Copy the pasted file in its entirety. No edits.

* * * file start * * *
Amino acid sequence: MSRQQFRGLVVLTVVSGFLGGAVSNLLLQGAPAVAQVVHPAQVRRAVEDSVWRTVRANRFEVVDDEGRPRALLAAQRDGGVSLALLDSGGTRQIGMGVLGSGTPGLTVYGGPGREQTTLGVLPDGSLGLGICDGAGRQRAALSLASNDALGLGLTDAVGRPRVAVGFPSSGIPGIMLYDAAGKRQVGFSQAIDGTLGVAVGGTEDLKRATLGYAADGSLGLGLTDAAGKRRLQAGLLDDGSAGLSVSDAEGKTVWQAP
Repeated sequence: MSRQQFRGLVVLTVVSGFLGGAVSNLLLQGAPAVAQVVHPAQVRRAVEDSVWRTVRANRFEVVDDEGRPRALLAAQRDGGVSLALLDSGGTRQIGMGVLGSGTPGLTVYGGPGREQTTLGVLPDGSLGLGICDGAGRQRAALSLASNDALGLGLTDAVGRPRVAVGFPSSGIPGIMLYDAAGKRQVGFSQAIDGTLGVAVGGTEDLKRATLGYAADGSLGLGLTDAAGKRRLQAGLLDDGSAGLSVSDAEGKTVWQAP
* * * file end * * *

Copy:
Amino acid sequence: MSRQQFRGLVVLTVVSGFLGGAVSNLLLQGAPAVAQVVHPAQVRRAVEDSVWRTVRANRFEVVDDEGRPRALLAAQRDGGVSLALLDSGGTRQIGMGVLGSGTPGLTVYGGPGREQTTLGVLPDGSLGLGICDGAGRQRAALSLASNDALGLGLTDAVGRPRVAVGFPSSGIPGIMLYDAAGKRQVGFSQAIDGTLGVAVGGTEDLKRATLGYAADGSLGLGLTDAAGKRRLQAGLLDDGSAGLSVSDAEGKTVWQAP
Repeated sequence: MSRQQFRGLVVLTVVSGFLGGAVSNLLLQGAPAVAQVVHPAQVRRAVEDSVWRTVRANRFEVVDDEGRPRALLAAQRDGGVSLALLDSGGTRQIGMGVLGSGTPGLTVYGGPGREQTTLGVLPDGSLGLGICDGAGRQRAALSLASNDALGLGLTDAVGRPRVAVGFPSSGIPGIMLYDAAGKRQVGFSQAIDGTLGVAVGGTEDLKRATLGYAADGSLGLGLTDAAGKRRLQAGLLDDGSAGLSVSDAEGKTVWQAP